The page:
What I read in December 2019

I read 15 books in December, and I’m not surprised - the month seemed to go on forever, and it would have been even more if one of them hadn’t been a huge Barbara Erskine tome. I reached a total of 148 books for the year, finishing my last one (S.T.A.G.S, by M. A. Bennett) at around 11:15pm on New Year’s Eve!

Grand Union, Nine Elms, How It All Began, Mindf*ck, The Raven King

Grand Union: stories, by Zadie Smith. A bit hit-and-miss for me, some of the stories I really enjoyed and others left me cold - 3*

Nine Elms, by Robert Bryndza. Robert Bryndza’s books are like Pringles - you have one and it leaves you craving more. As I’ve read all his thrillers now, though, I have to wait ten months for the next one! - 4.5*

How It All Began, by Penelope Lively - 4*

Mindf*ck: inside Cambridge Analytica’s plot to break the world, by Christopher Wylie. Fascinating, surprisingly wide-ranging re: psychology and culture, and probably not the best choice to read the week of a horrible election result - 4*

The Raven King, by Maggie Stiefvater - 4*

What a Carve Up!, Who Did You Tell?, Joe Country, Twas the Nightshift Before Christmas, Cartes Postales from Greece

What a Carve Up!, by Jonathan Coe. Nearly 26 years old, but still so relevant to today that it could have been published last week. Really funny, I absolutely barrelled through it - 5*

Who Did You Tell?, by Lesley Kara - 4*

Joe Country, by Mick Herron - 4*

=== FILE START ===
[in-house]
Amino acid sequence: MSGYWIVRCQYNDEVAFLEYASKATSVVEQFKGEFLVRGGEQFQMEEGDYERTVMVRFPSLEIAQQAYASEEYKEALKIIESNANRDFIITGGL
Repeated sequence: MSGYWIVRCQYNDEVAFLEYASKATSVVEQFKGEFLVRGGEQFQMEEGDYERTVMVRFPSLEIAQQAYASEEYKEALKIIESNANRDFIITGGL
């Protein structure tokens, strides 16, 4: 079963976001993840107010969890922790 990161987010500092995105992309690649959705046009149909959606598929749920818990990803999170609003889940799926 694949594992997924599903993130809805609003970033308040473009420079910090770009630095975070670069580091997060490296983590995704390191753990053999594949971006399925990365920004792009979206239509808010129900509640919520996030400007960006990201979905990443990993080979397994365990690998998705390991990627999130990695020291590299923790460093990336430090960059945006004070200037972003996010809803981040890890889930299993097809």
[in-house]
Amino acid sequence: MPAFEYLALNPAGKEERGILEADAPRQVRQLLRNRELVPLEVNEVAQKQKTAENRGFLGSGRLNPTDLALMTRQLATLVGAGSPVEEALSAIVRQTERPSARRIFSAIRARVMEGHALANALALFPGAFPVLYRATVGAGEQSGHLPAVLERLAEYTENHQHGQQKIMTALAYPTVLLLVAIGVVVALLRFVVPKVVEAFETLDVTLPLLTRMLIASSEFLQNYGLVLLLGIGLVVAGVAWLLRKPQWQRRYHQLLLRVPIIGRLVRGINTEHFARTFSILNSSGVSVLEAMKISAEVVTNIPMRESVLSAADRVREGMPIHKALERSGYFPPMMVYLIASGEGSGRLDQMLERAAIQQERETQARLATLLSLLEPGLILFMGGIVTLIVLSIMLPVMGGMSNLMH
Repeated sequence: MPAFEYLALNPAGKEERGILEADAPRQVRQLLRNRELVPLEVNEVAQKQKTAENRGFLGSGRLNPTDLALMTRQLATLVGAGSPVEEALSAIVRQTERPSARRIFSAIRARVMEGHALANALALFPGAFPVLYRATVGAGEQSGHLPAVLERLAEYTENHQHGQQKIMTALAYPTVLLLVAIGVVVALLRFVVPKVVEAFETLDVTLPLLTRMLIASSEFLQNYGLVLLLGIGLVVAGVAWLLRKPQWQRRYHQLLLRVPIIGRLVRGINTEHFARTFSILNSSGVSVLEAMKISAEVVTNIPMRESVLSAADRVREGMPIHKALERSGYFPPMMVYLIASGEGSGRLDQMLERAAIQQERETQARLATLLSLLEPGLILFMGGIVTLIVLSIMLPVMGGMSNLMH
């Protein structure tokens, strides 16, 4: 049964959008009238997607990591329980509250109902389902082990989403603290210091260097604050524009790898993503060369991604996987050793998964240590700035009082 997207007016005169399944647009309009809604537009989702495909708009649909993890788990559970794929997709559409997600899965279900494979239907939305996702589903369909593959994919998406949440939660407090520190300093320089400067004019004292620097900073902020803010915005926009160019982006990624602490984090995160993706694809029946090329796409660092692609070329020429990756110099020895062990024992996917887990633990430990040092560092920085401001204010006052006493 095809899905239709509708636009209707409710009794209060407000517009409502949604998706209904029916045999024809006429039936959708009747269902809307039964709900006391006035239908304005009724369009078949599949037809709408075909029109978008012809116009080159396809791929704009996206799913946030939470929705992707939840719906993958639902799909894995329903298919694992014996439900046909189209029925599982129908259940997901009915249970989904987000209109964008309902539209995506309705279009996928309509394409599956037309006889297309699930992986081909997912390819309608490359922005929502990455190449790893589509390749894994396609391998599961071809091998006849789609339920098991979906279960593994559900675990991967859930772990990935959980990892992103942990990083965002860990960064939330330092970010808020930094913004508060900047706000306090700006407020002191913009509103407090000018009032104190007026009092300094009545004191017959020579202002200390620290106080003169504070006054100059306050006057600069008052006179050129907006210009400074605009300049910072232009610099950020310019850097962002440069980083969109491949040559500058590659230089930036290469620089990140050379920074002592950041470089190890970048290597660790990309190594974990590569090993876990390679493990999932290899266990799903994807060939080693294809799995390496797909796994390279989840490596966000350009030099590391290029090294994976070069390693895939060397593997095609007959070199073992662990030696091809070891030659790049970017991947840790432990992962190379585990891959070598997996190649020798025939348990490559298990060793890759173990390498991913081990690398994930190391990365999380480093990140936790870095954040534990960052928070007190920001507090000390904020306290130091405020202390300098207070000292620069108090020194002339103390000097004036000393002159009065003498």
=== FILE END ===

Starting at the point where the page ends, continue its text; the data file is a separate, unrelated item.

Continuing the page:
Twas the Nightshift Before Christmas, by Adam Kay - 4*

Cartes Postales from Greece, by Victoria Hislop. Not quite what I was expecting re: how much we saw of the writer and receiver of the postcards/notebook, but I really enjoyed the short stories - 4*

The Ghost of Madison Avenue, The Warrior's Princess, I Never Said I Loved You, City of Ghosts, S.T.A.G.S

The Ghost of Madison Avenue, by Nancy Bilyeau - 4*

The Warrior’s Princess, by Barbara Erskine. Similar to Sleeper’s Castle (or the other way round, as this came out first) in setting and formula, but still a fun read and made me want to go on a holiday to Wales even more - 4*

I Never Said I Loved You, by Rhik Samadder. Occasional flashes of humour and relatability (I, too, would be regarded as ‘doing well’ if only I was a decade younger) but too often felt like a bit of a trudge - 3*

City of Ghosts, by Victoria Schwab - 4*

S.T.A.G.S, by M. A. Bennett - 4*

Looking ahead…

Call Down the Hawk, Those Who Are Loved, Birthdays for the Dead, Ghostland

As ever, this is more of a ‘hope to read’ than a ‘definitely will read’ list! Well, I’ll definitely be reading Call Down the Hawk, by Maggie Stiefvater, because I’ve already put my bookmark in it ready to begin reading. I found Ronan, his unusual ability, and his family the most fascinating things in the Raven Cycle, so I’m looking forward to seeing what happens next.

As a fan of all things spooky, Ghostland: in search of a haunted country, by Edward Parnell, looks fascinating to me. Having enjoyed my first Victoria Hislop book last month, I have high hopes for my second, Those Who Are Loved. And I’ve not quite read everything Stuart MacBride has ever written, so when I saw Birthdays for the Dead in the Kindle sale, I decided it was high time to remedy that! It’ll also keep me going until his next new book comes out.

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About Alice Violett

Reader of books, editor of web content, haver of PhD

Colchester, UK https://www.draliceviolett.com